Few landscape paintings were produced in America prior to the 18th century, but by the early 1800’s, a group of artists now known as the Hudson River School had popularized the genre with large-scale paintings of the Hudson River Valley, the Catskill Mountains of New York State, and beyond.
Beginning in the 1850’s, Albert Bierstadt (1830–1902), a European-trained landscape painter working in the Hudson River School style, journeyed across the continent with survey parties to explore the west coast. In his studio back east, he painted some of the first landscapes depicting geographical features of the west such as the Rocky Mountains and Yosemite Valley.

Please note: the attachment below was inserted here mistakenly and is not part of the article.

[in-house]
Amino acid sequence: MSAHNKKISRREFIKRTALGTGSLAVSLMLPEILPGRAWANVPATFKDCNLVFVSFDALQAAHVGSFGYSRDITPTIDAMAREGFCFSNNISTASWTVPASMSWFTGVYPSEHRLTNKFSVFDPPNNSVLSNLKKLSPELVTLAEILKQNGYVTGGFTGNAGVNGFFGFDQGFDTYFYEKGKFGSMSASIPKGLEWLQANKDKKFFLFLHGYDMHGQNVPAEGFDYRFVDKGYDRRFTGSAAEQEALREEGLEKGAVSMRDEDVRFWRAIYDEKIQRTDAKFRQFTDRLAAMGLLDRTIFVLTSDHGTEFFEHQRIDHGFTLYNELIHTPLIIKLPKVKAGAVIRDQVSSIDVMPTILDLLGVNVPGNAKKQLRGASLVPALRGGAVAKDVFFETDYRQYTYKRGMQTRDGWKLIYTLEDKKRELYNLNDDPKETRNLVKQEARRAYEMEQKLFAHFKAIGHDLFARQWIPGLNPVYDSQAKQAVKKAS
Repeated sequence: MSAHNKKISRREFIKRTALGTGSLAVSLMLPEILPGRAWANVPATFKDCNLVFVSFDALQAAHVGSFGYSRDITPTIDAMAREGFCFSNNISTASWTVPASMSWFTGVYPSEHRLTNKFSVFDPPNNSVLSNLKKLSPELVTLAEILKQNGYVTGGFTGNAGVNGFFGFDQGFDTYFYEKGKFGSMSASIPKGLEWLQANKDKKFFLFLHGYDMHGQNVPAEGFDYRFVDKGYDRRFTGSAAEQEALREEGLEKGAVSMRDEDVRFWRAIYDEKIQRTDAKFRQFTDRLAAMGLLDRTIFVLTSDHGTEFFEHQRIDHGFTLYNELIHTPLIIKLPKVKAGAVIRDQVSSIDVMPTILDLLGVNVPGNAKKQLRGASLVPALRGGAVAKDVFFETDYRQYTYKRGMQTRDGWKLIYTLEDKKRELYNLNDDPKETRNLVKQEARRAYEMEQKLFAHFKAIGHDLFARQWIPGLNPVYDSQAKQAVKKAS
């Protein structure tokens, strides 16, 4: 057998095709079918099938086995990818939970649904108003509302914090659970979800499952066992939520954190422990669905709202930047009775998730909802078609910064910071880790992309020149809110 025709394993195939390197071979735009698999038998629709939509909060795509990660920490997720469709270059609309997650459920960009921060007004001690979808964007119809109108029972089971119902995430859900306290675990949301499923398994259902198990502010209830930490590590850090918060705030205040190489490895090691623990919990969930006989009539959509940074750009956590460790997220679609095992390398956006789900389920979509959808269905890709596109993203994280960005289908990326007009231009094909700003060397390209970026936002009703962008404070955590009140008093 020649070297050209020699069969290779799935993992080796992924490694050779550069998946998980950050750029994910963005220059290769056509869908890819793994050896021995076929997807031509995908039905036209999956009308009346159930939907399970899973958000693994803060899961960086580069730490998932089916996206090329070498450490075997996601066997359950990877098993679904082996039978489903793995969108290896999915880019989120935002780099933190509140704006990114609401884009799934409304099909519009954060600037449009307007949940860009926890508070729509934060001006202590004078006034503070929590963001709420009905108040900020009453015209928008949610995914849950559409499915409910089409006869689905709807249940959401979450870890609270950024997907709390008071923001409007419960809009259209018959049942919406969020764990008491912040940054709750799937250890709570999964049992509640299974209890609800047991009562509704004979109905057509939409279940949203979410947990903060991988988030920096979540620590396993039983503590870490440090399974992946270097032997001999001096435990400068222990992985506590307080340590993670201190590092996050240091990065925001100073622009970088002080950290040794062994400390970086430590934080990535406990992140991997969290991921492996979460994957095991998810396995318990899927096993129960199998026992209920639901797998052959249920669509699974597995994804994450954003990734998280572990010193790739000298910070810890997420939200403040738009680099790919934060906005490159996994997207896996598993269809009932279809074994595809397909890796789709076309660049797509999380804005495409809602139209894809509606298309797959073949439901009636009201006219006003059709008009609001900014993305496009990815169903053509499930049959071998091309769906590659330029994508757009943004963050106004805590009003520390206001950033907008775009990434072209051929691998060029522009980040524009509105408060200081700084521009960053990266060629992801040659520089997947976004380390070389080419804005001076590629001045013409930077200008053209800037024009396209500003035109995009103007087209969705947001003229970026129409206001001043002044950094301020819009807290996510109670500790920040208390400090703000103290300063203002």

Bierstadt’s paintings were particularly admired by European audiences. At the height of his career, a painting entitled The Rocky Mountains sold to an English railroad financier for $25,000. Toward the close of the century, as travel to the West became easier and photographs of the region more available, his popularity waned as dramatic, large-scale landscapes were cast aside in favor of more intimate works.